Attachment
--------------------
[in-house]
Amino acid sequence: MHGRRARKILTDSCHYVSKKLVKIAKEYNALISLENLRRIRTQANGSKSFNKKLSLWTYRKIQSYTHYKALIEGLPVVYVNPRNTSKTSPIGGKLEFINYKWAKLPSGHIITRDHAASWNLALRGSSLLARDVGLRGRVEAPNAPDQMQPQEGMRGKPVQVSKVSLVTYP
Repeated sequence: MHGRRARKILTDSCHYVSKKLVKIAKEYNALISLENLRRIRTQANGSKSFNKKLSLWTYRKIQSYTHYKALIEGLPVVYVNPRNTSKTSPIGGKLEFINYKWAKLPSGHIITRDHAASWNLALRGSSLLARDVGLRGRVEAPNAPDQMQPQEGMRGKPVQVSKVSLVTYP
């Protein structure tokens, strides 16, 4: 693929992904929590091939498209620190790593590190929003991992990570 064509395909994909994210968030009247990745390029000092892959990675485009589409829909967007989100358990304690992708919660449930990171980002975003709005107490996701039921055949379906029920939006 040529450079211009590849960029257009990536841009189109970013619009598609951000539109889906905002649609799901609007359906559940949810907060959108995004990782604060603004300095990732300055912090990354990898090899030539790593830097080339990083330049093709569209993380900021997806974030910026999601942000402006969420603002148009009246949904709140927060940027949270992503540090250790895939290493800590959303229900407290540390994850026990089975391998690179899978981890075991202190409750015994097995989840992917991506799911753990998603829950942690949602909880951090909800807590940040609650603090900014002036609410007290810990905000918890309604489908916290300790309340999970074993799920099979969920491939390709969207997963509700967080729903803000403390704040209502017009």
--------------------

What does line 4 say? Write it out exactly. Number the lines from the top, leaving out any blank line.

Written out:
């Protein structure tokens, strides 16, 4: 693929992904929590091939498209620190790593590190929003991992990570 064509395909994909994210968030009247990745390029000092892959990675485009589409829909967007989100358990304690992708919660449930990171980002975003709005107490996701039921055949379906029920939006 040529450079211009590849960029257009990536841009189109970013619009598609951000539109889906905002649609799901609007359906559940949810907060959108995004990782604060603004300095990732300055912090990354990898090899030539790593830097080339990083330049093709569209993380900021997806974030910026999601942000402006969420603002148009009246949904709140927060940027949270992503540090250790895939290493800590959303229900407290540390994850026990089975391998690179899978981890075991202190409750015994097995989840992917991506799911753990998603829950942690949602909880951090909800807590940040609650603090900014002036609410007290810990905000918890309604489908916290300790309340999970074993799920099979969920491939390709969207997963509700967080729903803000403390704040209502017009």